Sunday, July 12, 2009

Your Prostate Gland

The prostate is an exocrine gland of the male reproductive system. Its main function is to store and secrete a clear fluid that constitutes up to one-third of the volume of semen.

  • A healthy prostate is slightly larger than a walnut.
  • It is situated in front of the rectum, just below the bladder where urine is stored, and surrounds the tube (urethra) that carries urine from the body.
  • The gland functions as part of the male reproductive system by producing the white fluid that contains semen.
  • The prostate also contains smooth muscle that helps expel semen during ejaculation; thus, prostate problems can lead to impotence.

The prostate gland has four distinct glandular regions:

1. The Peripheral Zone (PZ) - The sub-capsular portion of the posterior aspect of the prostate gland which surrounds the distal urethra and comprises up to 70% of the normal prostate gland in young men. It is from this portion of the gland that more than 70% of prostatic cancers originate.

2. The Central Zone (CZ) - This zone constitutes approximately 25% of the normal prostate gland and surrounds the ejaculatory ducts. Central zone tumors account for more than 25% of all prostate cancers.

3. The Transition Zone (TZ) - This zone is responsible for 5% of the prostate volume and very rarely is associated with carcinoma. The transition zone surrounds the proximal urethra and is the region of the prostate gland which grows throughout your lifetime. It is involved in benign prostatic enlargement.

4. The Anterior Fibro-muscular zone - This zone accounts for approximately 5% of the prostatic weight, is usually devoid of glandular components, and composed only, as its name suggests, of muscle and fibrous tissue.

Prostate Disorders
Three types of disorders can occur in the prostate gland: inflammation or infection (prostatitis), enlargement (benign prostatic hyperplasia - BPH), and cancer.

Normal Inflamed Enlarged

1) Prostatitis is a clinical term used to describe a wide spectrum of disorders ranging from bacterial infection to chronic pain syndromes. It is not contagious (generally not spread through sexual contact):

  • Acute Bacterial Prostatitis is the least common but easiest to diagnose and treat. It is caused by bacteria and comes suddenly with chills and fever, pain in the lower back and genital area, and burning or painful urination. Additional indications are excessive white blood cells and bacteria in the urine.
  • Chronic (Nonbacterial) Prostatitis (chronic pelvic pain syndrome) is the most common, but least understood, form of prostatitis. Found in men of any age from the late teens on, the symptoms go away and then return without warning, and may be inflammatory or non-inflammatory. In the inflammatory form, urine, semen, and other fluids from the prostate show no evidence of a known infecting organism, but do contain the kinds of cells the body usually produces to fight infection. In the non-inflammatory form, no evidence of inflammation, including infection-fighting cells, is present.
  • Asymptomatic Inflammatory Prostatitis is the diagnosis when there are no symptoms, but the patient has infection-fighting cells in the semen. It is often found when a doctor is looking for causes of infertility or is testing for prostate cancer.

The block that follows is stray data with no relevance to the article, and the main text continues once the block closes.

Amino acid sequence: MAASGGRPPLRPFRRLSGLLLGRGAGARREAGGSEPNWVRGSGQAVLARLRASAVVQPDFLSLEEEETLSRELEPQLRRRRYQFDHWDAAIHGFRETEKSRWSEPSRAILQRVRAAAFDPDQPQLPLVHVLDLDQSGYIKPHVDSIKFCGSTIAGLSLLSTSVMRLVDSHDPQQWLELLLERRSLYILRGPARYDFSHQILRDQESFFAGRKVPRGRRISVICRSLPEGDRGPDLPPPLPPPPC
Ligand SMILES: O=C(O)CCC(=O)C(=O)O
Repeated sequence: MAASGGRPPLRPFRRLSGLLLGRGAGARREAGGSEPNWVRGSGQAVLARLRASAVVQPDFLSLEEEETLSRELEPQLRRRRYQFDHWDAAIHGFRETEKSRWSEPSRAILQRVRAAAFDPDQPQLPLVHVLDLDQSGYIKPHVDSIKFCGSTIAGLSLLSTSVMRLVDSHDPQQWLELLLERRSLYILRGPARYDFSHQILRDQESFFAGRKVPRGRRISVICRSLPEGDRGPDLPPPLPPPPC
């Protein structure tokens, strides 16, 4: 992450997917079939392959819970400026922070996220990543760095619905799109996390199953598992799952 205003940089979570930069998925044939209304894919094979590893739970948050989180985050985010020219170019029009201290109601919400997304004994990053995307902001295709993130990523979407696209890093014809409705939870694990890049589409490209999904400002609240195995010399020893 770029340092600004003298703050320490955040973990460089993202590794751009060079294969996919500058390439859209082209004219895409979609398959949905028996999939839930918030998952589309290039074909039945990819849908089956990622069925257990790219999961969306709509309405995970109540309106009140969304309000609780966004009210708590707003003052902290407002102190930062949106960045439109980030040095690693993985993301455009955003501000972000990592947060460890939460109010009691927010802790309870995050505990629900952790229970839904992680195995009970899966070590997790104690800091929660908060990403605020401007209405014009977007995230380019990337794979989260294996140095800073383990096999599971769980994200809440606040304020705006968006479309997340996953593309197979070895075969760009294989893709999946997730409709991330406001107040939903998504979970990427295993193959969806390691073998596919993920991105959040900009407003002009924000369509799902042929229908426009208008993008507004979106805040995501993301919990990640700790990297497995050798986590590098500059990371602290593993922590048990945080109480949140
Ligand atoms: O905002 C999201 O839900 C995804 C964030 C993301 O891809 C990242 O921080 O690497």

2) BPH, or benign prostatic hyperplasia, is the second common problem that can occur in the prostate. "Benign" means "not cancerous" and "hyperplasia" means "too much growth." As men age, the prostate gland slowly enlarges. The gland tends to expand in an area that doesn't expand with it, causing pressure on the urethra, which can lead to urinary problems. The urge to urinate frequently, a weak urine flow, breaks in urine stream, and dribbling are all symptoms of an enlarged prostate. At its worst, BPH can lead to a weak bladder, bladder or kidney infections, complete blockage in the flow of urine, and kidney failure.

Since the prostate has propensity to grow once manhood is reached, BPH is the most common prostate problem for men older than 50. The American Urological Association assesses that by age 60, more than half of American men will have BPH. By age 70, almost all men have some prostate enlargement. By age 85, about 90 percent of men have BPH but only 30 percent will exhibit symptoms!

3) Prostate Cancer is one of the most common cancers in American men. There are no warning signs of symptoms of early prostate cancer. Once a malignant tumor causes the prostate gland to swell significantly, or once cancer spreads beyond the prostate, the following symptoms may be present:

  • A frequent need to urinate, especially at night
  • Difficulty starting or stopping the urinary stream
  • A weak or interrupted urinary stream
  • A painful or burning sensation during urination or ejaculation
  • Blood in urine or semen

Symptoms of advanced prostate cancer include:

  • Dull, incessant deep pain or stiffness in the pelvis, lower back, ribs or upper thighs; arthritic pain in the bones of those areas
  • Loss of weight and appetite
  • Fatigue
  • Nausea
  • Vomiting

There are 4 stages of Prostate Cancer:

  • T1 - Tumor is microscopic and confined to prostate but is undetectable by a digital rectal exam (DRE) or by ultrasound. Usually discovered by PSA tests or biopsies.
  • T2 - Tumor is confined to prostate and can be detected by DRE or ultrasound.
  • T3 / T4 - In stage T3, the cancer has spread to tissue adjacent to the prostate or to the seminal vesicles. In stage T4, tumors have spread to organs near the prostate, such as the bladder.
  • N+ / M+ - Cancer has spread to pelvic lymph nodes (N+) or to lymph nodes, organs, or bones distant from the prostate (M+).
Prostate cancer is the most common cancer, other than skin cancers, in American men. It is the second leading cause of cancer death in American men, behind only lung cancer, and accounts for 9% of cancer-related deaths in men. The American Cancer Society estimates that during 2009, about 192,000 new cases of prostate cancer will be diagnosed in the United States. 30% of prostate cancers occur in men under age 65. About 1 man in 6 will be diagnosed with prostate cancer during his lifetime, but only 1 man in 35 will die of it. More than 2 million men in the United States who have been diagnosed with prostate cancer at some point are still alive today.